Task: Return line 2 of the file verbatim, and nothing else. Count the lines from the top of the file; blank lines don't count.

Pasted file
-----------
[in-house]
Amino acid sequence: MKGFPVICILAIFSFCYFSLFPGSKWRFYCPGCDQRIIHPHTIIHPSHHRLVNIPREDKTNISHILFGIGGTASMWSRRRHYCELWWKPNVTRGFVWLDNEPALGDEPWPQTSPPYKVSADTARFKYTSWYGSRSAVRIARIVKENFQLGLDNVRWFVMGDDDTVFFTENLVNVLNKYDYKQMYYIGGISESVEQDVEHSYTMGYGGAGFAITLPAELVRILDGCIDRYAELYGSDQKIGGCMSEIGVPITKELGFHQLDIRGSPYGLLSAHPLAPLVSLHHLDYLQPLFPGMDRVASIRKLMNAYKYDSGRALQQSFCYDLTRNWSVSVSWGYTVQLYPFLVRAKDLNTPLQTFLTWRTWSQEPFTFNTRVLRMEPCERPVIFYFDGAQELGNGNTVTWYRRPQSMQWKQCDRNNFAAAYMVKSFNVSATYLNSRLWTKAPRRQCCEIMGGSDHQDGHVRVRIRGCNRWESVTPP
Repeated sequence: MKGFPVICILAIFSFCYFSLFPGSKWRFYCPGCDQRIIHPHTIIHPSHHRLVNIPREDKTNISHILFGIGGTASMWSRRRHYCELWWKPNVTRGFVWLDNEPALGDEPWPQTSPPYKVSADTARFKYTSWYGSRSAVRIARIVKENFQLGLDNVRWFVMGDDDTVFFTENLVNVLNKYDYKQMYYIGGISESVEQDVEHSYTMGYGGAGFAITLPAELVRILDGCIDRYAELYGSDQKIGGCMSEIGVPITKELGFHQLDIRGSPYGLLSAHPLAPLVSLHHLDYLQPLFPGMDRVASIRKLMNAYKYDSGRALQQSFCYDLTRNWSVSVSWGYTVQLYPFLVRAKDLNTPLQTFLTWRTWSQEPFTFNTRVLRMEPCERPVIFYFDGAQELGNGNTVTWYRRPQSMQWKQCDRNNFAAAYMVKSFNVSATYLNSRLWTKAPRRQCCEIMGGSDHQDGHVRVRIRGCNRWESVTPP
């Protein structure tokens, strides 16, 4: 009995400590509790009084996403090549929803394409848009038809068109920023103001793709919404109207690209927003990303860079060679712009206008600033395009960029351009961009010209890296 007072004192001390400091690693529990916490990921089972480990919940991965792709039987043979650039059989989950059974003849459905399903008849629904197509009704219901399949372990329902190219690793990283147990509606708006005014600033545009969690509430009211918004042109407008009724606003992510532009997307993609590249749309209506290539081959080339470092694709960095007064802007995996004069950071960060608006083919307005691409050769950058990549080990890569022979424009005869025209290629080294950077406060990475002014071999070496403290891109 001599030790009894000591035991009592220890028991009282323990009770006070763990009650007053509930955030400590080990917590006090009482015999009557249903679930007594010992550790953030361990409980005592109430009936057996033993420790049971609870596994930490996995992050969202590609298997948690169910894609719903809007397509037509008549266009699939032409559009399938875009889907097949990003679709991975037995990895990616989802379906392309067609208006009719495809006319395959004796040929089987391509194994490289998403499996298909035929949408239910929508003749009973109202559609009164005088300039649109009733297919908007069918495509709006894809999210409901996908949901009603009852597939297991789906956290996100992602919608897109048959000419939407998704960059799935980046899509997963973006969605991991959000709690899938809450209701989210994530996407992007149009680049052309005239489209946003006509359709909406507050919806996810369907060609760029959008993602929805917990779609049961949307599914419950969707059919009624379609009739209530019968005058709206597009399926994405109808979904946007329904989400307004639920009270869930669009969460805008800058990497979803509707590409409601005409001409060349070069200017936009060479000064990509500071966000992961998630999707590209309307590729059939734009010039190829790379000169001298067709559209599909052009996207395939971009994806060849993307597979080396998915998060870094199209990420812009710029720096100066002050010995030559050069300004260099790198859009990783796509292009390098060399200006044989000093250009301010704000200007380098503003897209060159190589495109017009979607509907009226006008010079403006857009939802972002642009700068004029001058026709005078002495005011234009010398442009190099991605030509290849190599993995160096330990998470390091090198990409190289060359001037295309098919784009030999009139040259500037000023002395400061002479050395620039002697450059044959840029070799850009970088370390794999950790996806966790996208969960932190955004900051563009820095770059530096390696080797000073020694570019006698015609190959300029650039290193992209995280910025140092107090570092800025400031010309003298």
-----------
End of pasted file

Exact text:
Amino acid sequence: MKGFPVICILAIFSFCYFSLFPGSKWRFYCPGCDQRIIHPHTIIHPSHHRLVNIPREDKTNISHILFGIGGTASMWSRRRHYCELWWKPNVTRGFVWLDNEPALGDEPWPQTSPPYKVSADTARFKYTSWYGSRSAVRIARIVKENFQLGLDNVRWFVMGDDDTVFFTENLVNVLNKYDYKQMYYIGGISESVEQDVEHSYTMGYGGAGFAITLPAELVRILDGCIDRYAELYGSDQKIGGCMSEIGVPITKELGFHQLDIRGSPYGLLSAHPLAPLVSLHHLDYLQPLFPGMDRVASIRKLMNAYKYDSGRALQQSFCYDLTRNWSVSVSWGYTVQLYPFLVRAKDLNTPLQTFLTWRTWSQEPFTFNTRVLRMEPCERPVIFYFDGAQELGNGNTVTWYRRPQSMQWKQCDRNNFAAAYMVKSFNVSATYLNSRLWTKAPRRQCCEIMGGSDHQDGHVRVRIRGCNRWESVTPP